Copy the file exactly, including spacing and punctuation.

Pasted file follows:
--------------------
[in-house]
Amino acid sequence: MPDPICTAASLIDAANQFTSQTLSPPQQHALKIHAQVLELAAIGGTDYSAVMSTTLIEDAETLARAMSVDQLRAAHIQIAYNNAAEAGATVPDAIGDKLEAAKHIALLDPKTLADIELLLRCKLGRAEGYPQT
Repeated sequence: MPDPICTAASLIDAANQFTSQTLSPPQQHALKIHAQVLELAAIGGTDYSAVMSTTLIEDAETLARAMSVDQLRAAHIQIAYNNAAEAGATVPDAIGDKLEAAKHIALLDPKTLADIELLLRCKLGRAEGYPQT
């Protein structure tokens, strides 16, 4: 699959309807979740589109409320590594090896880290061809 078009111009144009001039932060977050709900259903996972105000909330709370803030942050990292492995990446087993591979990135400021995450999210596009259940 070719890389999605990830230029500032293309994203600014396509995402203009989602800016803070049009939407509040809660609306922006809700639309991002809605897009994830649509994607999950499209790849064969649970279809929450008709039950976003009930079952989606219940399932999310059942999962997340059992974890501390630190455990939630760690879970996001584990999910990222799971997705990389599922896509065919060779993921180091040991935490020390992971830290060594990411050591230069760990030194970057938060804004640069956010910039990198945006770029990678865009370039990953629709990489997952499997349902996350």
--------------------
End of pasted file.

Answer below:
[in-house]
Amino acid sequence: MPDPICTAASLIDAANQFTSQTLSPPQQHALKIHAQVLELAAIGGTDYSAVMSTTLIEDAETLARAMSVDQLRAAHIQIAYNNAAEAGATVPDAIGDKLEAAKHIALLDPKTLADIELLLRCKLGRAEGYPQT
Repeated sequence: MPDPICTAASLIDAANQFTSQTLSPPQQHALKIHAQVLELAAIGGTDYSAVMSTTLIEDAETLARAMSVDQLRAAHIQIAYNNAAEAGATVPDAIGDKLEAAKHIALLDPKTLADIELLLRCKLGRAEGYPQT
């Protein structure tokens, strides 16, 4: 699959309807979740589109409320590594090896880290061809 078009111009144009001039932060977050709900259903996972105000909330709370803030942050990292492995990446087993591979990135400021995450999210596009259940 070719890389999605990830230029500032293309994203600014396509995402203009989602800016803070049009939407509040809660609306922006809700639309991002809605897009994830649509994607999950499209790849064969649970279809929450008709039950976003009930079952989606219940399932999310059942999962997340059992974890501390630190455990939630760690879970996001584990999910990222799971997705990389599922896509065919060779993921180091040991935490020390992971830290060594990411050591230069760990030194970057938060804004640069956010910039990198945006770029990678865009370039990953629709990489997952499997349902996350």